The Cortex-A710: More Performance with More Efficiency

While the Cortex-X2 goes for all-out performance while paying the power and area penalties, Arm's Cortex-A710 design goes for a more efficient approach.

First of all, the new product nomenclature now is self-evident in regards to what Arm will be doing going forward- they’re skipping the A79 designation and simply starting fresh with a new three-digit scheme with the A710. Not very important in the grand scheme of things but an interesting marketing tidbit.

The Cortex-A710, much like the X2, is an Armv9 core with all new features that come with the new architecture version. Unlike the X2, the A710 also supports EL0 AArch32 execution, and as mentioned in the intro, this was mostly a design choice demanded by customers in the Chinese market where the ecosystem is still slightly lagging behind in moving all applications over to AArch64.

In terms of front-end enhancements, we’re seeing the same branch prediction improvements as on the X2, with larger structures as well as better accuracy. Other structures such as the L1I TLB have also seen an increase from 32 entries to 48 entries. Other front-end structures such as the macro-OP cache remain the same at 1.5K entries (The X2 also remains at 3K entries).

A very interesting choice for the A710 mid-core is that Arm has reduced the macro-OP cache and dispatch stage throughputs from 6-wide to 5-wide. This was mainly a targeted power and efficiency optimization for this generation, as we’re seeing a more important divergence between the Cortex-A and Cortex-X cores in terms of their specializations and targeted use-cases for performance and power.

The dispatch stage also features the same optimizations as on the X2, removing 1 cycle from the pipeline towards an overall 10-cycle pipeline design.

Arm also focuses on core improvements that affect the uncore parts of the system, which take place thanks to the new improvements in the prefetcher designs and how they interact with the new DSU-110 (which we’ll cover later). The new combination of core and DSU are able to reduce access from the core towards the L3 cache, as well as reducing the costly DRAM accesses thanks to the more efficiency prefetchers and larger L3 cache.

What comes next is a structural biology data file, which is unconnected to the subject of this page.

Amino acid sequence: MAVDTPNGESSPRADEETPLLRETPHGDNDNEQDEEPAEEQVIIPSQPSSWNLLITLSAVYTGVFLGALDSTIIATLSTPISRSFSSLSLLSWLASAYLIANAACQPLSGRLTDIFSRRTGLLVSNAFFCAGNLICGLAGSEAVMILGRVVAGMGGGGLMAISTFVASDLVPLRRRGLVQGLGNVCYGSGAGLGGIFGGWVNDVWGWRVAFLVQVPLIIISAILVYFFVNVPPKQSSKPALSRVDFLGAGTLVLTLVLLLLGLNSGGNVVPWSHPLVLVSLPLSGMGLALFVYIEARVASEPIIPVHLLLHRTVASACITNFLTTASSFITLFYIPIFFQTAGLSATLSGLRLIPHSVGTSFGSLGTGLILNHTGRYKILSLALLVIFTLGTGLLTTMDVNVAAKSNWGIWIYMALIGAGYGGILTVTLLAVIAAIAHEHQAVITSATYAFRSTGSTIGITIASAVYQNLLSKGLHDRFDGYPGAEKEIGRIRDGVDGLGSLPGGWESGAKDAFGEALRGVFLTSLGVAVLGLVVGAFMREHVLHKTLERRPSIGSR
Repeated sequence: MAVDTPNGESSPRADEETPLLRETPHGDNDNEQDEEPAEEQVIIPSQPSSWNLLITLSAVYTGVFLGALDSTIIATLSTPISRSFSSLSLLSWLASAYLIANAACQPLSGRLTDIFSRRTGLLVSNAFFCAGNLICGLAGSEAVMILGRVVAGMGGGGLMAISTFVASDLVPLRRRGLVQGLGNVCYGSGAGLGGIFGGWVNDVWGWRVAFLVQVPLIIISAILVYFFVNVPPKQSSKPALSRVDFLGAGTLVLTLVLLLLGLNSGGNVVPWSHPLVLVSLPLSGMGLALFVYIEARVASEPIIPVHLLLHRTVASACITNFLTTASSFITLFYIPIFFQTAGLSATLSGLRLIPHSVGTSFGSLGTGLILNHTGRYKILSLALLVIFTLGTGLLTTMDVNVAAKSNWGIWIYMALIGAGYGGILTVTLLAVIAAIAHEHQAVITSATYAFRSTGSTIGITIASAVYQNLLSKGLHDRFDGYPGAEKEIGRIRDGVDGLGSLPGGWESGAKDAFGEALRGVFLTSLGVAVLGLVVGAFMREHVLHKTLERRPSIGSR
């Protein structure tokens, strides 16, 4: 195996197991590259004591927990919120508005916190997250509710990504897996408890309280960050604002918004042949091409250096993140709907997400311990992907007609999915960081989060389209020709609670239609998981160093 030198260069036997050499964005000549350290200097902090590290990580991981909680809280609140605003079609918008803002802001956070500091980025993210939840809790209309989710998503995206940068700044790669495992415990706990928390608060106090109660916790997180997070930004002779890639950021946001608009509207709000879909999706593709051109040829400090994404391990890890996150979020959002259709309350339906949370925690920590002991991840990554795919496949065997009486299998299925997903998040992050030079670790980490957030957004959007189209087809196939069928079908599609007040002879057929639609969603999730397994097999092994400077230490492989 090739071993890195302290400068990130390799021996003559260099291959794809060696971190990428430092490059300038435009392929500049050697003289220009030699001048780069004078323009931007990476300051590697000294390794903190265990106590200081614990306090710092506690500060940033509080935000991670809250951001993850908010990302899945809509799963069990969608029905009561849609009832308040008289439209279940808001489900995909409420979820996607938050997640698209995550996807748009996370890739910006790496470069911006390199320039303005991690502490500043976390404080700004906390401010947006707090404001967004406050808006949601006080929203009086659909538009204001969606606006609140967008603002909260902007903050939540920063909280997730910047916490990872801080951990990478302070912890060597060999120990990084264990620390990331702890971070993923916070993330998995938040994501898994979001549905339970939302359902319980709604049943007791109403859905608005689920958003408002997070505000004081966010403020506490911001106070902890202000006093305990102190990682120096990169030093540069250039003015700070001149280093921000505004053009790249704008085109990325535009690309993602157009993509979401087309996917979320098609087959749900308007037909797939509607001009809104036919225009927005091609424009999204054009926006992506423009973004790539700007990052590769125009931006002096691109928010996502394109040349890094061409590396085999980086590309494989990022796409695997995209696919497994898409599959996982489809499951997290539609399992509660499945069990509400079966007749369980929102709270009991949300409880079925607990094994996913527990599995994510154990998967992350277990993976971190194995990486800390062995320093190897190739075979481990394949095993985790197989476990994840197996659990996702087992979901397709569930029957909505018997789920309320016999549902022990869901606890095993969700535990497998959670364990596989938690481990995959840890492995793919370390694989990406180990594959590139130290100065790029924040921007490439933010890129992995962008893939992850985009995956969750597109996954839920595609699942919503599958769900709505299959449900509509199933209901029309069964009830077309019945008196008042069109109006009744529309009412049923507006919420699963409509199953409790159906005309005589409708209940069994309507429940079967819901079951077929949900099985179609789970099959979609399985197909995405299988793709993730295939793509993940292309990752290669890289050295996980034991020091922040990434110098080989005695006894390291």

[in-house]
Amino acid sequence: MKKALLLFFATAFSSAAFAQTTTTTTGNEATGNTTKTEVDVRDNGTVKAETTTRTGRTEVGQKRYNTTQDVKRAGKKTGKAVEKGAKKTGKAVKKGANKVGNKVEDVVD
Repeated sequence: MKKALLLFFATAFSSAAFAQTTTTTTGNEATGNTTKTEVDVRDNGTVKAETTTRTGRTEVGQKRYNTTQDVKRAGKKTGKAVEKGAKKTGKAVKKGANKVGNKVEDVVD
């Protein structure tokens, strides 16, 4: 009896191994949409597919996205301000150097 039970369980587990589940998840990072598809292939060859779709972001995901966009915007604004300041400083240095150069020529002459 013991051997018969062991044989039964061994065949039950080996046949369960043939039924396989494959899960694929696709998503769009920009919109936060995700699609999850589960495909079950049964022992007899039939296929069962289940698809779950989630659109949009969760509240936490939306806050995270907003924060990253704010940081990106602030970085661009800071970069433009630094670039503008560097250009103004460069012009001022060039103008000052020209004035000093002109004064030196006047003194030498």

In terms of IPC, Arm advertises +10%, but again the issue with this figure here is that we’re comparing an 8MB L3 cache design to a 4MB L3 cache design. While this is a likely comparison for flagship SoCs next year, because the Cortex-A710 is also a core that would be used in mid-range or lower-end SoCs which might use much smaller L3 caches, it’s unlikely we’ll be seeing such IPC improvements in that sector unless the actual SoCs really do also improve their DSU sizes.

More important than the +10% improvement in performance is that, when backing off slightly in frequency, we can see that the power reduction can be rather large. According to Arm, at iso-performance the A710 consumes up to 30% less power than the Cortex-A78. This is something that would greatly help with sustained performance and power efficiency of more modestly clocked “middle” core implementations of the Cortex-A710.

In general, both the X2 and the A710’s performance and power figures are quite modest, making them the smallest generation-over-generation figures we’ve seen from Arm in quite a few years. Arm explains that due to this generation having made larger architectural changes with the move to Armv9, there has been an impact in regards to the usual efficiency and performance improvements that we’ve seen in prior generations.

Both the X2 and the A710 are also the fourth generation of this Austin microarchitecture family, so we’re hitting a wall of diminishing returns and maturity of the design. A few years ago we were under impression that the Austin family would only go on for three generations before handing things over to a new clean-sheet design from the Sophia team, but that original roadmap has been changed, and now we'll be seeing the new Sophia core with larger leaps in performance being disclosed next year.

The Cortex-X2: More Performance, Deeper OoO The Cortex-A510: Brand-new Little Design Comes in Pairs
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  • Ppietra - Tuesday, May 25, 2021 - link

    I believe that he was talking about the overall SPEC2006 score and not just SPECint. Still he would be wrong about the X1 score, which would be 50 and not 40 (probably a typo).
    Anyway a 16% improvement for X2 over X1 would mean a score of 58 which, like he said, would still be behind the A13 performance core and well behind the 72 score for the A14.